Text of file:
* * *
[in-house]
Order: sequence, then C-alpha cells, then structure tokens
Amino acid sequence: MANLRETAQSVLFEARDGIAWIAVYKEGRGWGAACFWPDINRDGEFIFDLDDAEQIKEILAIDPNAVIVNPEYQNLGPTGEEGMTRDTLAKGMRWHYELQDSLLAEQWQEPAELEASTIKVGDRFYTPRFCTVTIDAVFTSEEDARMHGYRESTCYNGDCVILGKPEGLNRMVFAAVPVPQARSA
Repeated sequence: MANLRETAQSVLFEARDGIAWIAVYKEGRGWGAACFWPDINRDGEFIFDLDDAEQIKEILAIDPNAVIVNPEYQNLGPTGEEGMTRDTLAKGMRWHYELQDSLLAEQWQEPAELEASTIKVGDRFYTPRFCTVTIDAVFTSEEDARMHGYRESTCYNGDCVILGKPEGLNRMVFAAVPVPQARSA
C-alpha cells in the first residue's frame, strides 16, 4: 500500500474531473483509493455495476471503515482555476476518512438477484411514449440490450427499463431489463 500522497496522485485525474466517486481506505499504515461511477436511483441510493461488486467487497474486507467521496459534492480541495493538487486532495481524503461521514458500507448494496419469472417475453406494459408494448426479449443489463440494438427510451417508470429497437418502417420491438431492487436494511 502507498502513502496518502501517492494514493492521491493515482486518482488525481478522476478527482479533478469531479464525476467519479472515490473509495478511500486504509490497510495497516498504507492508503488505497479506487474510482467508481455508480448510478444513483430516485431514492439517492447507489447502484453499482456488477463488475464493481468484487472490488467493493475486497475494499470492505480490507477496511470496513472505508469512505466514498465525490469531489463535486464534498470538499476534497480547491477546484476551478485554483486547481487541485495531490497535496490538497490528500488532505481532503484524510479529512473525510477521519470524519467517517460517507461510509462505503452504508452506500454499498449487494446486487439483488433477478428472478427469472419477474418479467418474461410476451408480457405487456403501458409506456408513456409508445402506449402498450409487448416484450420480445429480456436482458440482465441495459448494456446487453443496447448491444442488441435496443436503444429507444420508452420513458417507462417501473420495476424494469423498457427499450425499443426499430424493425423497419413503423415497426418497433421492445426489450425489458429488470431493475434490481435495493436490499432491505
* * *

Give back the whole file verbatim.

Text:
[in-house]
Order: sequence, then C-alpha cells, then structure tokens
Amino acid sequence: MANLRETAQSVLFEARDGIAWIAVYKEGRGWGAACFWPDINRDGEFIFDLDDAEQIKEILAIDPNAVIVNPEYQNLGPTGEEGMTRDTLAKGMRWHYELQDSLLAEQWQEPAELEASTIKVGDRFYTPRFCTVTIDAVFTSEEDARMHGYRESTCYNGDCVILGKPEGLNRMVFAAVPVPQARSA
Repeated sequence: MANLRETAQSVLFEARDGIAWIAVYKEGRGWGAACFWPDINRDGEFIFDLDDAEQIKEILAIDPNAVIVNPEYQNLGPTGEEGMTRDTLAKGMRWHYELQDSLLAEQWQEPAELEASTIKVGDRFYTPRFCTVTIDAVFTSEEDARMHGYRESTCYNGDCVILGKPEGLNRMVFAAVPVPQARSA
C-alpha cells in the first residue's frame, strides 16, 4: 500500500474531473483509493455495476471503515482555476476518512438477484411514449440490450427499463431489463 500522497496522485485525474466517486481506505499504515461511477436511483441510493461488486467487497474486507467521496459534492480541495493538487486532495481524503461521514458500507448494496419469472417475453406494459408494448426479449443489463440494438427510451417508470429497437418502417420491438431492487436494511 502507498502513502496518502501517492494514493492521491493515482486518482488525481478522476478527482479533478469531479464525476467519479472515490473509495478511500486504509490497510495497516498504507492508503488505497479506487474510482467508481455508480448510478444513483430516485431514492439517492447507489447502484453499482456488477463488475464493481468484487472490488467493493475486497475494499470492505480490507477496511470496513472505508469512505466514498465525490469531489463535486464534498470538499476534497480547491477546484476551478485554483486547481487541485495531490497535496490538497490528500488532505481532503484524510479529512473525510477521519470524519467517517460517507461510509462505503452504508452506500454499498449487494446486487439483488433477478428472478427469472419477474418479467418474461410476451408480457405487456403501458409506456408513456409508445402506449402498450409487448416484450420480445429480456436482458440482465441495459448494456446487453443496447448491444442488441435496443436503444429507444420508452420513458417507462417501473420495476424494469423498457427499450425499443426499430424493425423497419413503423415497426418497433421492445426489450425489458429488470431493475434490481435495493436490499432491505